thirty mUes in from eight to ten hours on the
hottest days in summer. They travel between
five and six nnles an hour, and on coming to a
stage, pass without a moment's delay to the
place where food and opium are awaiting their
arrival. After smoking their allowance and
snatching as much rest as the traveUer wiU
permit, they start once more upon the road;
and the occupant of the chair cannot fail to
perceive the Hghtness and elasticity of their
tread, as compared with the duU, tired gait of
half an hour before. They die early, of course;
but we have trades in civiHsed England in which
a man thirty-six years of age is pointed at as a
patriarch. 38
It is also commonly stated that a man who
has once begun opium can never leave it off.
This is an entire faUacy. There is a certain
point up to which a smoker may go with impunity, and beyond which he becomes a lost
man in so far as he is unable ever to give up the
practice. Chinamen ask if an opium-smoker
has the yin or not; meaning thereby, has he
gradually increased his doses of opium until he
has established a craving for the drug, or is he
stiU a free man to give it up without endangering
his health. Hundreds and thousands stop short
of the yin; a few, leaving it far behind them in
their suicidal career, hurry on to premature old
age and death. Further, from one point of
view, opium-smoking is a more self-regarding
vice than drunkenness, which entafls gout and
other evfls upon the third and fourth generation.
Posterity can suffer Httle or nothing at the hands
of the opium-smoker, for to the inveterate
smoker all chance of posterity is denied. This
very important result wfll always act as an
efficient check upon an inordinately extensive
use of the drug in China, where chUdren are
regarded as the greatest treasures Hfe has to
give, and blessed is he that has his quiver
Indulgence in opium is, moreover, supposed
to blunt the moral feelings of those who indulge;
and to a certain extent this is true. If your
servant smokes opium, dismiss him with as
Httle compunction as you would a drunken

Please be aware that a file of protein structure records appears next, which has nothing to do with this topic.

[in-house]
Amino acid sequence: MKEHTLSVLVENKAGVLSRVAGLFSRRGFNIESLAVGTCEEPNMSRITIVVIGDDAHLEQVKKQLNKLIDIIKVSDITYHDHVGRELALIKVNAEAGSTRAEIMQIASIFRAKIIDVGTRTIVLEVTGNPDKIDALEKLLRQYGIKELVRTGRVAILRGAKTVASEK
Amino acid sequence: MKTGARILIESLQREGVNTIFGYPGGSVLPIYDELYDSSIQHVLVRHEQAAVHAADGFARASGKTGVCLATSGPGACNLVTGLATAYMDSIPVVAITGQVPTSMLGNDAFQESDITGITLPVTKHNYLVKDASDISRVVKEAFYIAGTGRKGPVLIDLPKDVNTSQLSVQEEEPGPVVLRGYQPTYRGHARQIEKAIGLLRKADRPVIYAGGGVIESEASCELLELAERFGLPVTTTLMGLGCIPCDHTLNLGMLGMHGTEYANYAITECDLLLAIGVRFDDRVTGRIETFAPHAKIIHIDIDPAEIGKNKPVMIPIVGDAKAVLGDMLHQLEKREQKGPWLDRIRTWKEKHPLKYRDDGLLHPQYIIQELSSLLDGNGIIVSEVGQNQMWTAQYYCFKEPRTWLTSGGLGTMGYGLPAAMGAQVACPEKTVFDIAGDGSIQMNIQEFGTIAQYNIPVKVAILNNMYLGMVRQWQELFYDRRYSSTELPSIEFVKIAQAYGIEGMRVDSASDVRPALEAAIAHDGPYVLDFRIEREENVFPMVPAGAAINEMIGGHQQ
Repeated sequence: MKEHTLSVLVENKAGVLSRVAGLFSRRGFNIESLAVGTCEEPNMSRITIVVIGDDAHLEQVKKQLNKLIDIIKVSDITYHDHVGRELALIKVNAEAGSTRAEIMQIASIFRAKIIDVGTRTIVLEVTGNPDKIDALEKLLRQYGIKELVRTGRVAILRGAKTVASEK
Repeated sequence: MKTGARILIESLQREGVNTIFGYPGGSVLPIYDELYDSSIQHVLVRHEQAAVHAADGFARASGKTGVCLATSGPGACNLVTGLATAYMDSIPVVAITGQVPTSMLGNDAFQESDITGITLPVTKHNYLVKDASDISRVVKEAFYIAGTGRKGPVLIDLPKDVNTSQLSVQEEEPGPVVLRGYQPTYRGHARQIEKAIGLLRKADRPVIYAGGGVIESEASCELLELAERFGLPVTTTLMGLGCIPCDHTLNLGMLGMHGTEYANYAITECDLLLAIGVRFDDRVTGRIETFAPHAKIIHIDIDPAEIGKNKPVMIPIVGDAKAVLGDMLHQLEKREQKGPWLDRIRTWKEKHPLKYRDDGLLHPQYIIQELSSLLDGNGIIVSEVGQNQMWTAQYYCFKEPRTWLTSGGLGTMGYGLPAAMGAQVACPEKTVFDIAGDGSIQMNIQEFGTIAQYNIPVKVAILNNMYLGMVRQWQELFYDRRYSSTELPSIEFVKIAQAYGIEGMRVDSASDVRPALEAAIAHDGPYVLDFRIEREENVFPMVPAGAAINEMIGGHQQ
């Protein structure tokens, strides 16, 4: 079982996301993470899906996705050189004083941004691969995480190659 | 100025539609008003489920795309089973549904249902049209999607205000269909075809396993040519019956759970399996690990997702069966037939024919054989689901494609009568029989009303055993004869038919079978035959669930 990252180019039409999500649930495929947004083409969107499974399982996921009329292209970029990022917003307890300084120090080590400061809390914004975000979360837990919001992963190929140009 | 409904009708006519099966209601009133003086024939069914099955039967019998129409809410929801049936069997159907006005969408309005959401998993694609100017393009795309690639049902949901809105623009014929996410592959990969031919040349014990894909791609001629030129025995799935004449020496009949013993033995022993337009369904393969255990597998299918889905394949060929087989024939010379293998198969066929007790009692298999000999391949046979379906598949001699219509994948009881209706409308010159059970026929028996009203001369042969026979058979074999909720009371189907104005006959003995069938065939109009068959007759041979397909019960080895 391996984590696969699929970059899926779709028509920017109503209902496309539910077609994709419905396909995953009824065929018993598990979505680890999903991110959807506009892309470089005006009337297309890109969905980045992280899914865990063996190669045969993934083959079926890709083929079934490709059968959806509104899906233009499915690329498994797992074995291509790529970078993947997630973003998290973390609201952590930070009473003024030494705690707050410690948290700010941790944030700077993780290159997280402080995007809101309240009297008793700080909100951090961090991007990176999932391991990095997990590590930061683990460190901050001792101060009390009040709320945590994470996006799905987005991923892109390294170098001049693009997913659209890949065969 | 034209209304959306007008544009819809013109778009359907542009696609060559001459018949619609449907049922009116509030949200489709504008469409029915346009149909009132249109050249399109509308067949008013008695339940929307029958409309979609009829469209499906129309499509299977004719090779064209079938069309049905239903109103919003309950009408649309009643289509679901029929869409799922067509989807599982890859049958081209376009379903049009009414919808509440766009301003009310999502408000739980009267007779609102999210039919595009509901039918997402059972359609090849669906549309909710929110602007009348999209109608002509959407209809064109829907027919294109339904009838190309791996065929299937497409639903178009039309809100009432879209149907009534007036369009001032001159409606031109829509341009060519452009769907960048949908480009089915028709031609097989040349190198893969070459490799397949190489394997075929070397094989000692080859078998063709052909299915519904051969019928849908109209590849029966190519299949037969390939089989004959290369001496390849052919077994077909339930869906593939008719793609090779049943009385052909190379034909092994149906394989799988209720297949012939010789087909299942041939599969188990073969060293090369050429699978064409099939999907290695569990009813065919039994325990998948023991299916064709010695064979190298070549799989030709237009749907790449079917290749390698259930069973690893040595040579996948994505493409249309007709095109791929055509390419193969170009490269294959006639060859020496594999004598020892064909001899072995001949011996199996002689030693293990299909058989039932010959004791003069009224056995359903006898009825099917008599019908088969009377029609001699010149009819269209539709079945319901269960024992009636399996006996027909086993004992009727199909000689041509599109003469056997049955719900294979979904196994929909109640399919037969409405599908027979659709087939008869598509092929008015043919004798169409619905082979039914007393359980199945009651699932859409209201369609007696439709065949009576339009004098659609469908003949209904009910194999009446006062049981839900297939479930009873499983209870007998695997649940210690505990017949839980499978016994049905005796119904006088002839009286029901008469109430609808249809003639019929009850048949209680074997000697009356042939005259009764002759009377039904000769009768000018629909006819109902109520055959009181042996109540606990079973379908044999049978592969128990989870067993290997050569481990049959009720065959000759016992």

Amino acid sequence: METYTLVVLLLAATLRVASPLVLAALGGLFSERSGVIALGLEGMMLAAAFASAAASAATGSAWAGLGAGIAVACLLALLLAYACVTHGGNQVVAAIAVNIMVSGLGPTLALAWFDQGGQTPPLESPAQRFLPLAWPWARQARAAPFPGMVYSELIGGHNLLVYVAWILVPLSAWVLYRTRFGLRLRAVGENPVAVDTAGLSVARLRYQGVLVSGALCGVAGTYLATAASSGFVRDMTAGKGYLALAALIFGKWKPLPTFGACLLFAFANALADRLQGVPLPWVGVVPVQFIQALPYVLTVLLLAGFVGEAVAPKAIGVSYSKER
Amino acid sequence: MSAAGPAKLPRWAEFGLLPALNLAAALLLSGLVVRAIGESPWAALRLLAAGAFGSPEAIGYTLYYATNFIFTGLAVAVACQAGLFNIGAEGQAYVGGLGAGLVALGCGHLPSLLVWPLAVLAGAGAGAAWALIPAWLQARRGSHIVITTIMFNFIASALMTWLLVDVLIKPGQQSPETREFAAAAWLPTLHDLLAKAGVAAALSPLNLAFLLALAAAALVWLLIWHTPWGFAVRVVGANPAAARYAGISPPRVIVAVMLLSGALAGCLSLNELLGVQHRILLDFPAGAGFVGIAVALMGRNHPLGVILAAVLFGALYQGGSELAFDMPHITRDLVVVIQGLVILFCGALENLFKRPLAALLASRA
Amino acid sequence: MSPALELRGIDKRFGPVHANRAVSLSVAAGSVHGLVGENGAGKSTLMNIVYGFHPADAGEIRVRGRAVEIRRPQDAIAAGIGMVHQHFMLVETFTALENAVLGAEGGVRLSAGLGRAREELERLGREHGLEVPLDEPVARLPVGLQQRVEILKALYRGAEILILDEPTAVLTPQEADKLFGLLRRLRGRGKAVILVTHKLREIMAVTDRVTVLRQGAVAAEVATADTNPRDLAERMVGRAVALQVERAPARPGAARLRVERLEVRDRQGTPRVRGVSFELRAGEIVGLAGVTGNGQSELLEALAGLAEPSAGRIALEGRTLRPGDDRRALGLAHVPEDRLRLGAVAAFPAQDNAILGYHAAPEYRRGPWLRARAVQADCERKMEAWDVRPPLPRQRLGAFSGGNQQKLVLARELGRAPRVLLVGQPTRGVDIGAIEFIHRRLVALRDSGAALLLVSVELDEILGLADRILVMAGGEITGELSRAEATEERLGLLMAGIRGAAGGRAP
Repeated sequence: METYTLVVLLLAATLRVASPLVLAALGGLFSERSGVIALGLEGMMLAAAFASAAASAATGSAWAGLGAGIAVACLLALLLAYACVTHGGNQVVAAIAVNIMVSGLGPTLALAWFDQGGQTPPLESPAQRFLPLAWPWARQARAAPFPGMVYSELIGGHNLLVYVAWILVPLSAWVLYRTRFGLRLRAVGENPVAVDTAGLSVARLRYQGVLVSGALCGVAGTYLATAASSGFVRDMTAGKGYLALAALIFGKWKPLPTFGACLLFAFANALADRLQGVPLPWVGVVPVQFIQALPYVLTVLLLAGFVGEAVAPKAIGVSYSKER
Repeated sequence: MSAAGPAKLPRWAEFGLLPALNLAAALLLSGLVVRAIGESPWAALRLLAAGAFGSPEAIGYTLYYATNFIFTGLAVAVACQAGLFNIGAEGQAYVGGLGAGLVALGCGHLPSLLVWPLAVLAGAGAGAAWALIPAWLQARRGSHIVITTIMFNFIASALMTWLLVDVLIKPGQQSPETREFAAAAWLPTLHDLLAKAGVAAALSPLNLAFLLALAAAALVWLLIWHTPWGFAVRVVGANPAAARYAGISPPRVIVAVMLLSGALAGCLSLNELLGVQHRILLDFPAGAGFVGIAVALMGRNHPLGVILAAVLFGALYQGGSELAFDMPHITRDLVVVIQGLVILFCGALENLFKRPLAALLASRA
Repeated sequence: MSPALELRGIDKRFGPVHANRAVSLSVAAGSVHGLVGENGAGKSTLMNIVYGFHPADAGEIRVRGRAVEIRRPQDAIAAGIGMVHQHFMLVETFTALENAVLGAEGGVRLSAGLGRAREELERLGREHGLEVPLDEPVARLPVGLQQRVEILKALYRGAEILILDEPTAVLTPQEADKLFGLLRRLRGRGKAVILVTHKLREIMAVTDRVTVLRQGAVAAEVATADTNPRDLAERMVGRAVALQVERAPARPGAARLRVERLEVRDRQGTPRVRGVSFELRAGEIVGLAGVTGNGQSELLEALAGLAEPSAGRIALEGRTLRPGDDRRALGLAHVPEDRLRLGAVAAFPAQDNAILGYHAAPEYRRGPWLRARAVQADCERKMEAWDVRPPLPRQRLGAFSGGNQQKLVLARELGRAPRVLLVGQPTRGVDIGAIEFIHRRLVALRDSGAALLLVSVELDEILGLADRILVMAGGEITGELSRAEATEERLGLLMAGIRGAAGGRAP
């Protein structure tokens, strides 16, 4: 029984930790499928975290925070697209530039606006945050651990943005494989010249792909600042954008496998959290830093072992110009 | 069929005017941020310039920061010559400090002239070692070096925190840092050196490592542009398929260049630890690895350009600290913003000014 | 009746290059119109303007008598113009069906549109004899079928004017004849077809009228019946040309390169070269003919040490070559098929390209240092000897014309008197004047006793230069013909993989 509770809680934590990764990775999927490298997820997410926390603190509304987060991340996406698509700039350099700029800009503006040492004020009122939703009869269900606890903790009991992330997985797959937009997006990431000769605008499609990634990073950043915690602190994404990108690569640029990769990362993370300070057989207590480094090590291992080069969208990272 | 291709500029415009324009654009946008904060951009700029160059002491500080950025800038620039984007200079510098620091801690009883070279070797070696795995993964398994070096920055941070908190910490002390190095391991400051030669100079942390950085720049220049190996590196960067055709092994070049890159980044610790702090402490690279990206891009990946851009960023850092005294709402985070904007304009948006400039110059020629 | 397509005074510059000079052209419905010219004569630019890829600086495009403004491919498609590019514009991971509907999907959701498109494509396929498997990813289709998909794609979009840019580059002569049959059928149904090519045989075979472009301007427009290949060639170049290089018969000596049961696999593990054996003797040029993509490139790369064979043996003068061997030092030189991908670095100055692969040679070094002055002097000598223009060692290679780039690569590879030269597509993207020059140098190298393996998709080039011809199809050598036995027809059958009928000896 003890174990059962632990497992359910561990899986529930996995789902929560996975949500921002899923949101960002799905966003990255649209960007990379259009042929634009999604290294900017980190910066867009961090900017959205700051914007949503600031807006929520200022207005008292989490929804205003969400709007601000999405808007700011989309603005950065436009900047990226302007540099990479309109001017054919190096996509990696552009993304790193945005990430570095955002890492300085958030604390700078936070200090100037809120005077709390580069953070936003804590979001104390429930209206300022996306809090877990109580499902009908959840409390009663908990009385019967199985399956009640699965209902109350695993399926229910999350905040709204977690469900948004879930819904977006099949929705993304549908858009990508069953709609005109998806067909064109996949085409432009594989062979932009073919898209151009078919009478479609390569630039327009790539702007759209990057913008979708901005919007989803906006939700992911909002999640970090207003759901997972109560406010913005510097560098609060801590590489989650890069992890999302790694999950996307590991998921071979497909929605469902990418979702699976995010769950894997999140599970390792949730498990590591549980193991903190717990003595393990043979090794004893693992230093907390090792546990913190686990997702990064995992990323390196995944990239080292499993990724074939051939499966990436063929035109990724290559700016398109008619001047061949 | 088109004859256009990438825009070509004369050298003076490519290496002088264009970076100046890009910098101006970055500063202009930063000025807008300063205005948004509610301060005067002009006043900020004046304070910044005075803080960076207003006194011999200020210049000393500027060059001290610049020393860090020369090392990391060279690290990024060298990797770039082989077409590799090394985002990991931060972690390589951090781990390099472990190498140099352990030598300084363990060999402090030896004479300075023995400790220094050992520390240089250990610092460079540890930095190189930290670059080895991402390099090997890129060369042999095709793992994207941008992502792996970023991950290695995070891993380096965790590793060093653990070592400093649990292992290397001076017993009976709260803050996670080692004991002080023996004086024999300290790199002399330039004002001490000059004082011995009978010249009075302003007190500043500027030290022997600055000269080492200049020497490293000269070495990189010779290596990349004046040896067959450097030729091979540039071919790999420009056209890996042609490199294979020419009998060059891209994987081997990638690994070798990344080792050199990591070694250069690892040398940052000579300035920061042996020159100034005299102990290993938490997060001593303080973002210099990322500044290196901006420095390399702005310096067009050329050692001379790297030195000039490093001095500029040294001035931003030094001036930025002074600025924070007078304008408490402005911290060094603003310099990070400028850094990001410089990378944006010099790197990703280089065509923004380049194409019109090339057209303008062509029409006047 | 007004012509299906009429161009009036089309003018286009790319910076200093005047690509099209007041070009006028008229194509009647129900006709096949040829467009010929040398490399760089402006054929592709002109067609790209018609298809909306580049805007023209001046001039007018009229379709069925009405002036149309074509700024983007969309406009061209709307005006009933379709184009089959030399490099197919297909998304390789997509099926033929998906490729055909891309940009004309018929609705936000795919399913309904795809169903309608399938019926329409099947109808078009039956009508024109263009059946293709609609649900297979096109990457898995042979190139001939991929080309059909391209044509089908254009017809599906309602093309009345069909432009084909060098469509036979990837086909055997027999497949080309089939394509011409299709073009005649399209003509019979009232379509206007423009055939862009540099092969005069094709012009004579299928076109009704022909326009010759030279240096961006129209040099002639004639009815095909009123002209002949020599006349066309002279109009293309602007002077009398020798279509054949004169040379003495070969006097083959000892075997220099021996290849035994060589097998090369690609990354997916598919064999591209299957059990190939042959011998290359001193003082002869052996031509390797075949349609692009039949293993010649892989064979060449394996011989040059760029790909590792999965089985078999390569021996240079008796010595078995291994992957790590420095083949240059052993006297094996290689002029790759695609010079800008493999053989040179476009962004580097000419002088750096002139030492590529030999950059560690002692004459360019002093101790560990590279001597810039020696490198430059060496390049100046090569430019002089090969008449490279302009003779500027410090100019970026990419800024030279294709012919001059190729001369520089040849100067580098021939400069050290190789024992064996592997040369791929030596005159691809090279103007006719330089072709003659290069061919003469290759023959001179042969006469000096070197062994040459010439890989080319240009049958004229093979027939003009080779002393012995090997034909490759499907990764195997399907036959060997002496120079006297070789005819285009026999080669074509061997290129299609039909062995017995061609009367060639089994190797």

coachman; for he can no longer be trusted. His
wages being probably insufficient to supply
him with his pipe and leave a balance for famUy
expenses, he wiU be driven to squeeze more than
usual, and probably to steal. But to get rid
of a writer or a clerk merely because he is a
smoker, however moderate, would be much the
same as dismissing an employe for the heinous
offence of drinking two glasses of beer and a
glass of sherry at his dinner-time. An opium-
smoker may be a man of exemplary habits,
never even fuddled, stiU less stupefied. He
may take his pipe because he Hkes it, or because
it agrees with him; but it does not foUow that he
must necessarily make himself, even for the time
being, incapable of doing business. Wine and
moonHght were formerly considered indispens-
ables by Chinese bards; without them, no inspiration, no poetic fire. The modern poetaster
who pens a chaste ode to his mistress's eyebrow,
seeks in the opium-pipe that flow of burning
thoughts which his forefathers drained from the OPIUM SMOKING
wine-cup. We cannot see that he does wrong.
We beHeve firmly that a moderate use of the
drug is attended with no dangerous results;
and that moderation in all kinds of eating,
drinking, and smoking, is just as common a
virtue in China as in England or anywhere else.
[In the above view I had not wavered when
I left China at the end of 1892, after many
years of free intercourse with the people, as
weU as with officials.]
Printed by W. Heffer & Sons Ltd.. Cambridge, England. 7 Uajub  U
«€* .